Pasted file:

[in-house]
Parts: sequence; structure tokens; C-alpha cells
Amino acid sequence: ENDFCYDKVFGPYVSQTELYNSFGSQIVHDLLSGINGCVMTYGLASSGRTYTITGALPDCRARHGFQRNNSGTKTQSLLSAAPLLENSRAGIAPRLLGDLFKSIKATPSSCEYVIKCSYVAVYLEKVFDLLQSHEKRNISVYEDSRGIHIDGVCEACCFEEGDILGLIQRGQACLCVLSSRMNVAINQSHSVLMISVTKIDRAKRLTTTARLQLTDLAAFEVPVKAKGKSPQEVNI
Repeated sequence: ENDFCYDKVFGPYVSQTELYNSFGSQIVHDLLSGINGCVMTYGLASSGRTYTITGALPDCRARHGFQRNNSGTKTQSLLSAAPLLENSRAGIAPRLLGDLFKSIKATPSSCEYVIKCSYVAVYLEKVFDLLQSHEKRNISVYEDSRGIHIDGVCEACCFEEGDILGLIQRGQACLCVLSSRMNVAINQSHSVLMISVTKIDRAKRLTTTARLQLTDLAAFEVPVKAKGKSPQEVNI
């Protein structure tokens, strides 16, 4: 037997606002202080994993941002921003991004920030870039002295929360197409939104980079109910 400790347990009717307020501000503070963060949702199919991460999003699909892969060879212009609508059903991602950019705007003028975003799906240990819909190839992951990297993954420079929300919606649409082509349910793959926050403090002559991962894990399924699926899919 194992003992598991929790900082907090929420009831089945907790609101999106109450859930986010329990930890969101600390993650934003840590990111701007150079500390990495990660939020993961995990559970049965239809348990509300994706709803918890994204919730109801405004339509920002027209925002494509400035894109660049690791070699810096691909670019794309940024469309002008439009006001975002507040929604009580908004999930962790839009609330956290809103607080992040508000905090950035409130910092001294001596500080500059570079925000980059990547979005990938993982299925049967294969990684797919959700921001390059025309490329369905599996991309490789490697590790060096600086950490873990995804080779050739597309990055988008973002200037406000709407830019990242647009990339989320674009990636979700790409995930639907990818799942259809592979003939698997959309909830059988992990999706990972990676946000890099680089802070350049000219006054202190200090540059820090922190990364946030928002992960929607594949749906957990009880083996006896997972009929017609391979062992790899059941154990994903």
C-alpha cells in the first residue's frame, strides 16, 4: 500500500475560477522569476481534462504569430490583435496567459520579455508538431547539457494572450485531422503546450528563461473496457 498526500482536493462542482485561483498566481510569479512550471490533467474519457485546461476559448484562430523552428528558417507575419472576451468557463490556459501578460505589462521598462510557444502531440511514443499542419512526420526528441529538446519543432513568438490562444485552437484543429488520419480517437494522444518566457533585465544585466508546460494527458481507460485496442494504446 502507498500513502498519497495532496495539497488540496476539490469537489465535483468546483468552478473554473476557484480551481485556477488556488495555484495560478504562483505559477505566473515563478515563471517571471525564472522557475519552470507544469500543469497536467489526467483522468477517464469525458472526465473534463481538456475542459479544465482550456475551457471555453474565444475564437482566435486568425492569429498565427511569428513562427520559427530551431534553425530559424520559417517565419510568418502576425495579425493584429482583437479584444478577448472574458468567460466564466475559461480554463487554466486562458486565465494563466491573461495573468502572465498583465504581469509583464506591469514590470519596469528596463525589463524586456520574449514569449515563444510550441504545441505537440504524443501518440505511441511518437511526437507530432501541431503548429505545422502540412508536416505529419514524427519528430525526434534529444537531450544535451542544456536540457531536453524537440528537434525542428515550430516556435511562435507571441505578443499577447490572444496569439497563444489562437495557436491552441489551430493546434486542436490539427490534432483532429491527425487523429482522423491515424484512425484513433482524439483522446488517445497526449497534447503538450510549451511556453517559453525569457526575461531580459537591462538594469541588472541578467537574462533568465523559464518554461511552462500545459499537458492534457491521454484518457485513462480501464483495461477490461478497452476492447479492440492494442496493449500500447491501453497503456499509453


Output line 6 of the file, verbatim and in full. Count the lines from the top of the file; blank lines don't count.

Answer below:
C-alpha cells in the first residue's frame, strides 16, 4: 500500500475560477522569476481534462504569430490583435496567459520579455508538431547539457494572450485531422503546450528563461473496457 498526500482536493462542482485561483498566481510569479512550471490533467474519457485546461476559448484562430523552428528558417507575419472576451468557463490556459501578460505589462521598462510557444502531440511514443499542419512526420526528441529538446519543432513568438490562444485552437484543429488520419480517437494522444518566457533585465544585466508546460494527458481507460485496442494504446 502507498500513502498519497495532496495539497488540496476539490469537489465535483468546483468552478473554473476557484480551481485556477488556488495555484495560478504562483505559477505566473515563478515563471517571471525564472522557475519552470507544469500543469497536467489526467483522468477517464469525458472526465473534463481538456475542459479544465482550456475551457471555453474565444475564437482566435486568425492569429498565427511569428513562427520559427530551431534553425530559424520559417517565419510568418502576425495579425493584429482583437479584444478577448472574458468567460466564466475559461480554463487554466486562458486565465494563466491573461495573468502572465498583465504581469509583464506591469514590470519596469528596463525589463524586456520574449514569449515563444510550441504545441505537440504524443501518440505511441511518437511526437507530432501541431503548429505545422502540412508536416505529419514524427519528430525526434534529444537531450544535451542544456536540457531536453524537440528537434525542428515550430516556435511562435507571441505578443499577447490572444496569439497563444489562437495557436491552441489551430493546434486542436490539427490534432483532429491527425487523429482522423491515424484512425484513433482524439483522446488517445497526449497534447503538450510549451511556453517559453525569457526575461531580459537591462538594469541588472541578467537574462533568465523559464518554461511552462500545459499537458492534457491521454484518457485513462480501464483495461477490461478497452476492447479492440492494442496493449500500447491501453497503456499509453